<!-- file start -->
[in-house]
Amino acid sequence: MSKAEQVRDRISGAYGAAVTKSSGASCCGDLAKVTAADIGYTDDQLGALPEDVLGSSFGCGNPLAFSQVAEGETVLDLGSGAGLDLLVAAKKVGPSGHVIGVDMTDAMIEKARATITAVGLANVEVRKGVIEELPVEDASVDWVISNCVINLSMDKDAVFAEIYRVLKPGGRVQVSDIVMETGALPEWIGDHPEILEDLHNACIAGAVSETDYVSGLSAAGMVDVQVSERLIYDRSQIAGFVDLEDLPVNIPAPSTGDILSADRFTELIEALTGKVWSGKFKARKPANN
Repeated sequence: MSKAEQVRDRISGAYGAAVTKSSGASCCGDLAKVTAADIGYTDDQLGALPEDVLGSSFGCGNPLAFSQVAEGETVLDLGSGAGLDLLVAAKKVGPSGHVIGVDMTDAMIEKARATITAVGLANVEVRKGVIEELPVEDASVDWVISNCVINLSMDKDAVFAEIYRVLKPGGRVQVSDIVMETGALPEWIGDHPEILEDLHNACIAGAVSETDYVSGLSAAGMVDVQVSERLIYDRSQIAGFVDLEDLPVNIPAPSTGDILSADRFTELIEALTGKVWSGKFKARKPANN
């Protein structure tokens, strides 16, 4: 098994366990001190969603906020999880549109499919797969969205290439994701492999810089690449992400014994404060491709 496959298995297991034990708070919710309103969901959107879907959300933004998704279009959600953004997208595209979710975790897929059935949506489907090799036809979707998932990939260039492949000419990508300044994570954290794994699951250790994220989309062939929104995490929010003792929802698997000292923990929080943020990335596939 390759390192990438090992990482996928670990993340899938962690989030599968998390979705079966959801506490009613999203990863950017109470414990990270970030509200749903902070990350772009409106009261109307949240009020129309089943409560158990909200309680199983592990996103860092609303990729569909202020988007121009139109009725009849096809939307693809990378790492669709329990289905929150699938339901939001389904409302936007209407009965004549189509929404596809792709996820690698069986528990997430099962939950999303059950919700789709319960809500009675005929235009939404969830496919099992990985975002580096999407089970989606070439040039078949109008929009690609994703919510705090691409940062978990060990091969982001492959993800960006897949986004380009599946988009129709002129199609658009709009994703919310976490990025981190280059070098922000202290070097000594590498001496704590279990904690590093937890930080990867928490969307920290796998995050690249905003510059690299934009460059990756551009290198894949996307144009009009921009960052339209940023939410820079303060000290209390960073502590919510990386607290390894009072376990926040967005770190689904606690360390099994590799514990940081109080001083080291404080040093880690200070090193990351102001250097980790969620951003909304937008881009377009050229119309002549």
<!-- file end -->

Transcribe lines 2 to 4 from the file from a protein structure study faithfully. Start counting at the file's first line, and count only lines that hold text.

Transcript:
Amino acid sequence: MSKAEQVRDRISGAYGAAVTKSSGASCCGDLAKVTAADIGYTDDQLGALPEDVLGSSFGCGNPLAFSQVAEGETVLDLGSGAGLDLLVAAKKVGPSGHVIGVDMTDAMIEKARATITAVGLANVEVRKGVIEELPVEDASVDWVISNCVINLSMDKDAVFAEIYRVLKPGGRVQVSDIVMETGALPEWIGDHPEILEDLHNACIAGAVSETDYVSGLSAAGMVDVQVSERLIYDRSQIAGFVDLEDLPVNIPAPSTGDILSADRFTELIEALTGKVWSGKFKARKPANN
Repeated sequence: MSKAEQVRDRISGAYGAAVTKSSGASCCGDLAKVTAADIGYTDDQLGALPEDVLGSSFGCGNPLAFSQVAEGETVLDLGSGAGLDLLVAAKKVGPSGHVIGVDMTDAMIEKARATITAVGLANVEVRKGVIEELPVEDASVDWVISNCVINLSMDKDAVFAEIYRVLKPGGRVQVSDIVMETGALPEWIGDHPEILEDLHNACIAGAVSETDYVSGLSAAGMVDVQVSERLIYDRSQIAGFVDLEDLPVNIPAPSTGDILSADRFTELIEALTGKVWSGKFKARKPANN
């Protein structure tokens, strides 16, 4: 098994366990001190969603906020999880549109499919797969969205290439994701492999810089690449992400014994404060491709 496959298995297991034990708070919710309103969901959107879907959300933004998704279009959600953004997208595209979710975790897929059935949506489907090799036809979707998932990939260039492949000419990508300044994570954290794994699951250790994220989309062939929104995490929010003792929802698997000292923990929080943020990335596939 390759390192990438090992990482996928670990993340899938962690989030599968998390979705079966959801506490009613999203990863950017109470414990990270970030509200749903902070990350772009409106009261109307949240009020129309089943409560158990909200309680199983592990996103860092609303990729569909202020988007121009139109009725009849096809939307693809990378790492669709329990289905929150699938339901939001389904409302936007209407009965004549189509929404596809792709996820690698069986528990997430099962939950999303059950919700789709319960809500009675005929235009939404969830496919099992990985975002580096999407089970989606070439040039078949109008929009690609994703919510705090691409940062978990060990091969982001492959993800960006897949986004380009599946988009129709002129199609658009709009994703919310976490990025981190280059070098922000202290070097000594590498001496704590279990904690590093937890930080990867928490969307920290796998995050690249905003510059690299934009460059990756551009290198894949996307144009009009921009960052339209940023939410820079303060000290209390960073502590919510990386607290390894009072376990926040967005770190689904606690360390099994590799514990940081109080001083080291404080040093880690200070090193990351102001250097980790969620951003909304937008881009377009050229119309002549």